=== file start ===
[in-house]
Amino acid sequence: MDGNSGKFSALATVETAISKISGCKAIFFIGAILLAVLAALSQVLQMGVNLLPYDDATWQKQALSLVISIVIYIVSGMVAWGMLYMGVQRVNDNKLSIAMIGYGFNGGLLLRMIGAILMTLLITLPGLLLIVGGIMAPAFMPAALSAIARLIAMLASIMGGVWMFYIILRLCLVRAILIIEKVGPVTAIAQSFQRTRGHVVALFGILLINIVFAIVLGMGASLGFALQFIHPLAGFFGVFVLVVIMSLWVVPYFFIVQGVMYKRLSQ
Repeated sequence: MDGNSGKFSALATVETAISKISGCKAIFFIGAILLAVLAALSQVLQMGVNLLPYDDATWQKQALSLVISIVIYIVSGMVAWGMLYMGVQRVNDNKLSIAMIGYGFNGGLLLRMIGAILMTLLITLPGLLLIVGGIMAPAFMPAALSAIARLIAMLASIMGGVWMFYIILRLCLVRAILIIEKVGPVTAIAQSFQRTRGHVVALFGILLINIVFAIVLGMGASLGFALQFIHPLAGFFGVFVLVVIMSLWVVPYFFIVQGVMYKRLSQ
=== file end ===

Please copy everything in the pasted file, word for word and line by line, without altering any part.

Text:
[in-house]
Amino acid sequence: MDGNSGKFSALATVETAISKISGCKAIFFIGAILLAVLAALSQVLQMGVNLLPYDDATWQKQALSLVISIVIYIVSGMVAWGMLYMGVQRVNDNKLSIAMIGYGFNGGLLLRMIGAILMTLLITLPGLLLIVGGIMAPAFMPAALSAIARLIAMLASIMGGVWMFYIILRLCLVRAILIIEKVGPVTAIAQSFQRTRGHVVALFGILLINIVFAIVLGMGASLGFALQFIHPLAGFFGVFVLVVIMSLWVVPYFFIVQGVMYKRLSQ
Repeated sequence: MDGNSGKFSALATVETAISKISGCKAIFFIGAILLAVLAALSQVLQMGVNLLPYDDATWQKQALSLVISIVIYIVSGMVAWGMLYMGVQRVNDNKLSIAMIGYGFNGGLLLRMIGAILMTLLITLPGLLLIVGGIMAPAFMPAALSAIARLIAMLASIMGGVWMFYIILRLCLVRAILIIEKVGPVTAIAQSFQRTRGHVVALFGILLINIVFAIVLGMGASLGFALQFIHPLAGFFGVFVLVVIMSLWVVPYFFIVQGVMYKRLSQ